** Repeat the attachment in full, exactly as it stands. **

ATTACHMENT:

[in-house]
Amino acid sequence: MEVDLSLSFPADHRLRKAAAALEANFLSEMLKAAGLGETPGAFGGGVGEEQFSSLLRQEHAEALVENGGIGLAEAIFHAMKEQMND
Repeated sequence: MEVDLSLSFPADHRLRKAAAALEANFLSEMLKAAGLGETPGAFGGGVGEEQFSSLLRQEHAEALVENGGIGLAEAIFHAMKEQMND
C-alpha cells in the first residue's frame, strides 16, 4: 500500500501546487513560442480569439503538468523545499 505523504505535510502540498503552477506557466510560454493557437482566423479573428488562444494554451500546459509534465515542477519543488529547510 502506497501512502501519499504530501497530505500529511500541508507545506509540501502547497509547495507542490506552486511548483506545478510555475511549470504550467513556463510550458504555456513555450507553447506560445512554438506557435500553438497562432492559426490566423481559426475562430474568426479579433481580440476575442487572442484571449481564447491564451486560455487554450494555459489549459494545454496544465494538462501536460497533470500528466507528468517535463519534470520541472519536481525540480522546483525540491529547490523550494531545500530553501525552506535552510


[in-house]
Amino acid sequence: MEVDLSLSFPADHRLRKAAAALEANFLSEMLKAAGLGETPGAFGGGVGEEQFSSLLRQEHAEALVENGGIGLAEAIFHAMKEQMND
Repeated sequence: MEVDLSLSFPADHRLRKAAAALEANFLSEMLKAAGLGETPGAFGGGVGEEQFSSLLRQEHAEALVENGGIGLAEAIFHAMKEQMND
C-alpha cells in the first residue's frame, strides 16, 4: 500500500501546487513560442480569439503538468523545499 505523504505535510502540498503552477506557466510560454493557437482566423479573428488562444494554451500546459509534465515542477519543488529547510 502506497501512502501519499504530501497530505500529511500541508507545506509540501502547497509547495507542490506552486511548483506545478510555475511549470504550467513556463510550458504555456513555450507553447506560445512554438506557435500553438497562432492559426490566423481559426475562430474568426479579433481580440476575442487572442484571449481564447491564451486560455487554450494555459489549459494545454496544465494538462501536460497533470500528466507528468517535463519534470520541472519536481525540480522546483525540491529547490523550494531545500530553501525552506535552510